The AEROCORK project is a R&D collaborative effort undertaken by four ambitious and cutting-edge companies

Mozelos/ VFR, Portugal - Dec 23, 2009 - During the course of 2008, the Portuguese lightweight aircraft manufacturer Dyn'Aero Iberica issued a request to industry and academia partners. This request addressed the substitution of several oil-derived components in its lightweight airplane models, in favor of cork-derived components. A consortium was formed and an application was submitted to an R&D grant within the European Union framework. In late 2008, this grant was approved and awarded to the consortium. The AEROCORK project has a time span of three years.

The purpose of this project is the phasing out of as many components made out of oil-derived materials as possible.

Components to be phased out are currently used in structural, safety and in aesthetical applications. The phasing out of these components will result in substantial cost reduction of the whole manufacturing process. Oil-derived materials carry the risk of becoming more expensive by the year, as oil prices surge, along with global demand. Also, the integration of the cork composites would benefit the social and environmental footprint of Dyn'Aero Iberica, as cork is an entirely natural substance. Moreover, its manufacturing premises are located in a region which is strongly dependent on the cork extraction and related processing industries.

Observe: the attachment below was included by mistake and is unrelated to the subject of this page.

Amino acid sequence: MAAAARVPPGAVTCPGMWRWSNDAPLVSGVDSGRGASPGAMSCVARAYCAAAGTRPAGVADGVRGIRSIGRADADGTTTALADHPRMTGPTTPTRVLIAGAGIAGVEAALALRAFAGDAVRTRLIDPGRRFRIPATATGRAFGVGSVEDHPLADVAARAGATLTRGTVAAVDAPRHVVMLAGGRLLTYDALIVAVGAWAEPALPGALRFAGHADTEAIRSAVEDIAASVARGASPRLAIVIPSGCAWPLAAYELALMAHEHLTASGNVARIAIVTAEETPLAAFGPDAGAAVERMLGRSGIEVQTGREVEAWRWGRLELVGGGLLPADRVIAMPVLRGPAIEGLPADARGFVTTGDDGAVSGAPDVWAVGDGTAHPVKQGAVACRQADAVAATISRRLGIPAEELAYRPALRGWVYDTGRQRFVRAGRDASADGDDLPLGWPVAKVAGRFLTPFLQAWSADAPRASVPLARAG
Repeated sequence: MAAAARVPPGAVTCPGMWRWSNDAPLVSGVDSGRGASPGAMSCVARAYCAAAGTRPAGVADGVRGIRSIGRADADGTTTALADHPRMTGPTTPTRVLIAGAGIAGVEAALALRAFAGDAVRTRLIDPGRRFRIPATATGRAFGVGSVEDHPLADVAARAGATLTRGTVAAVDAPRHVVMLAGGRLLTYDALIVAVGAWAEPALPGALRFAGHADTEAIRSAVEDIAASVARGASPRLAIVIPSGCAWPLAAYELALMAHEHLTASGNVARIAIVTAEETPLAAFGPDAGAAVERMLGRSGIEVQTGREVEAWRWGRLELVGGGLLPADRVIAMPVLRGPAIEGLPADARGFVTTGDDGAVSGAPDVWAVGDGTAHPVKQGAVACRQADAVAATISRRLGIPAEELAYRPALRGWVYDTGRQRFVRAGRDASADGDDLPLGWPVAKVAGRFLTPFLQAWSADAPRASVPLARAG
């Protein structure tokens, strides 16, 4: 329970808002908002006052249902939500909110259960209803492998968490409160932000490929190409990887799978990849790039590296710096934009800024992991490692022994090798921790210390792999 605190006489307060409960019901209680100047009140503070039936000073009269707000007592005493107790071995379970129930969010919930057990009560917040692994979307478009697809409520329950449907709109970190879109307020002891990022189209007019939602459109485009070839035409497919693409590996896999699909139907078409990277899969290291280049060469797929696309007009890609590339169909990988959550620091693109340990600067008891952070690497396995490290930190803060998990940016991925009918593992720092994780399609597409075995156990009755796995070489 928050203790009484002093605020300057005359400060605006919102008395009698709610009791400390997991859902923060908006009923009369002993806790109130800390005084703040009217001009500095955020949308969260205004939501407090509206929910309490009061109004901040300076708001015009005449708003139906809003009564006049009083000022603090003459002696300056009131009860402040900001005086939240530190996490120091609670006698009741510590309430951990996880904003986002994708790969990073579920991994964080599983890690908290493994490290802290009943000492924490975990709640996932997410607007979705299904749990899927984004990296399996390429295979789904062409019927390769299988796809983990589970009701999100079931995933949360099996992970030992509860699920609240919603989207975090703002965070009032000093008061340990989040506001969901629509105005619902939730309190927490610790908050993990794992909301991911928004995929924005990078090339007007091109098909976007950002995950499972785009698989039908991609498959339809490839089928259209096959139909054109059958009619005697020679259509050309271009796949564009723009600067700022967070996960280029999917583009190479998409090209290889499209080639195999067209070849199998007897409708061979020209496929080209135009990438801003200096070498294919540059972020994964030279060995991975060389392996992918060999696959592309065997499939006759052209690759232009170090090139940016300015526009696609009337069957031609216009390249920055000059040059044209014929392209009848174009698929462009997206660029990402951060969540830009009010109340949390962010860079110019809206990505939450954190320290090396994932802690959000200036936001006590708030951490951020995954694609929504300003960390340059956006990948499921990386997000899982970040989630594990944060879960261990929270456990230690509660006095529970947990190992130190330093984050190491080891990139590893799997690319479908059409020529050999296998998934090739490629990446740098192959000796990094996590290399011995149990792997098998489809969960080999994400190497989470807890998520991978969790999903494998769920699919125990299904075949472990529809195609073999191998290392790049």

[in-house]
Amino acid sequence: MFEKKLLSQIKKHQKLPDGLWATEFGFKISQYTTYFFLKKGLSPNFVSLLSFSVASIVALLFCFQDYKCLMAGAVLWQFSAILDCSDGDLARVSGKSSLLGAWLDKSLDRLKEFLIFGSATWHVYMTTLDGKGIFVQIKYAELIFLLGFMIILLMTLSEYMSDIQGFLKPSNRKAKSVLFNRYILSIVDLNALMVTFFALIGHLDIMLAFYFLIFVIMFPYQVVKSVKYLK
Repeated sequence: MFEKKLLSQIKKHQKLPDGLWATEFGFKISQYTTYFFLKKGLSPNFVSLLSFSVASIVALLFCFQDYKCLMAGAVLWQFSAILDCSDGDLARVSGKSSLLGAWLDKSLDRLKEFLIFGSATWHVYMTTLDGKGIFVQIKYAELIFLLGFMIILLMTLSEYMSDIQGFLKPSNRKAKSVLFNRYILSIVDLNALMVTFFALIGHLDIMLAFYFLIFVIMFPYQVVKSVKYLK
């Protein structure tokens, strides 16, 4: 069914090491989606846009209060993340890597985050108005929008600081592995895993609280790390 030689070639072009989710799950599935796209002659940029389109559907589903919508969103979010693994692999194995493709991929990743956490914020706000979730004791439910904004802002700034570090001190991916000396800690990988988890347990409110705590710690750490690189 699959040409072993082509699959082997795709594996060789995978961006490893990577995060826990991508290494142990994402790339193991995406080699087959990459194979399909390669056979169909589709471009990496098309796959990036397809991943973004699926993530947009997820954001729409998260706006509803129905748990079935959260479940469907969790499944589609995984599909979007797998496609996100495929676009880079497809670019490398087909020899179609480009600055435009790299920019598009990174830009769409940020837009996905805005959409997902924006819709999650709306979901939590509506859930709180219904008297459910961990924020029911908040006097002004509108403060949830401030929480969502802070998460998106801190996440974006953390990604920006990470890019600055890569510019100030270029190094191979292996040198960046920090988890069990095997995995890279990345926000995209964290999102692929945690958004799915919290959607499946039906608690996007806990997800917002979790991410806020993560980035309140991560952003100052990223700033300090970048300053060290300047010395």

It will be up to Amorim Cork Composites (world leader in the research and production of cork composites) to provide the expertise regarding the most appropriate agglomerates for aeronautical applications. PIEP will focus in the research of mechanical behavior of the selected agglomerates, while Active Space Technologies will provide CAD capabilities, structural and thermal analysis, including any required optimizations efforts.

Leveraging on a lean-management collaborative process, the AEROCORK project represents an overall investment of 1.27 million euros. The first flights in certified Dyn'Aero Iberica airplanes are predicted to take place in late 2010.


Company Center: Amorim Cork Composites